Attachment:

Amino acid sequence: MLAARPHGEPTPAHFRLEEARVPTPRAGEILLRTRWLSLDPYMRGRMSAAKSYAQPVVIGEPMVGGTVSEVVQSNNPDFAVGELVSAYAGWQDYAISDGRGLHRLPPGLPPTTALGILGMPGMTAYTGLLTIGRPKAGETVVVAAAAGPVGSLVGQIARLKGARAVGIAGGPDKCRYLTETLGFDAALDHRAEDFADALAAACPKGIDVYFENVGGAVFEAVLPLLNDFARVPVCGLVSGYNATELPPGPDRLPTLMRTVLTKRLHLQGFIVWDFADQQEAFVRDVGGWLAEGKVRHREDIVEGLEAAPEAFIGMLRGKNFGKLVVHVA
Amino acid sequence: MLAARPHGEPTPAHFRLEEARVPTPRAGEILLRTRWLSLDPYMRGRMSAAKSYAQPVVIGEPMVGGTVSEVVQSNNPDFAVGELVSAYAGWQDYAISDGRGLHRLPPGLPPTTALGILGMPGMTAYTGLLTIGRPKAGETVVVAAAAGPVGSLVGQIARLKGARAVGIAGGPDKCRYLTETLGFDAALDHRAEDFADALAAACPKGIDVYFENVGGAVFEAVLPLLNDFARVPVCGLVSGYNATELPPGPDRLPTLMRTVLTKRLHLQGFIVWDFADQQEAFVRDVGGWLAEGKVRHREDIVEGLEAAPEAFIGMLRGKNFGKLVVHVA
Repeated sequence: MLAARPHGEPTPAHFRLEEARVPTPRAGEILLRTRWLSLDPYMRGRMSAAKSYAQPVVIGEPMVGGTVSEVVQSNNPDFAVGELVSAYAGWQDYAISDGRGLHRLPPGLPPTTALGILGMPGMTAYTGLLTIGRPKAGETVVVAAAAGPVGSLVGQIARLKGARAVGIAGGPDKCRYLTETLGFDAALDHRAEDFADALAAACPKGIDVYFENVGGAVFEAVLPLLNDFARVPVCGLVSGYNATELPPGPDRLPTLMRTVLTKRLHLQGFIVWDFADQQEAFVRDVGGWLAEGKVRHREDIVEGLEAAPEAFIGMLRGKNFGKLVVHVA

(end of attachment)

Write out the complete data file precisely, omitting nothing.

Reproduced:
Amino acid sequence: MLAARPHGEPTPAHFRLEEARVPTPRAGEILLRTRWLSLDPYMRGRMSAAKSYAQPVVIGEPMVGGTVSEVVQSNNPDFAVGELVSAYAGWQDYAISDGRGLHRLPPGLPPTTALGILGMPGMTAYTGLLTIGRPKAGETVVVAAAAGPVGSLVGQIARLKGARAVGIAGGPDKCRYLTETLGFDAALDHRAEDFADALAAACPKGIDVYFENVGGAVFEAVLPLLNDFARVPVCGLVSGYNATELPPGPDRLPTLMRTVLTKRLHLQGFIVWDFADQQEAFVRDVGGWLAEGKVRHREDIVEGLEAAPEAFIGMLRGKNFGKLVVHVA
Amino acid sequence: MLAARPHGEPTPAHFRLEEARVPTPRAGEILLRTRWLSLDPYMRGRMSAAKSYAQPVVIGEPMVGGTVSEVVQSNNPDFAVGELVSAYAGWQDYAISDGRGLHRLPPGLPPTTALGILGMPGMTAYTGLLTIGRPKAGETVVVAAAAGPVGSLVGQIARLKGARAVGIAGGPDKCRYLTETLGFDAALDHRAEDFADALAAACPKGIDVYFENVGGAVFEAVLPLLNDFARVPVCGLVSGYNATELPPGPDRLPTLMRTVLTKRLHLQGFIVWDFADQQEAFVRDVGGWLAEGKVRHREDIVEGLEAAPEAFIGMLRGKNFGKLVVHVA
Repeated sequence: MLAARPHGEPTPAHFRLEEARVPTPRAGEILLRTRWLSLDPYMRGRMSAAKSYAQPVVIGEPMVGGTVSEVVQSNNPDFAVGELVSAYAGWQDYAISDGRGLHRLPPGLPPTTALGILGMPGMTAYTGLLTIGRPKAGETVVVAAAAGPVGSLVGQIARLKGARAVGIAGGPDKCRYLTETLGFDAALDHRAEDFADALAAACPKGIDVYFENVGGAVFEAVLPLLNDFARVPVCGLVSGYNATELPPGPDRLPTLMRTVLTKRLHLQGFIVWDFADQQEAFVRDVGGWLAEGKVRHREDIVEGLEAAPEAFIGMLRGKNFGKLVVHVA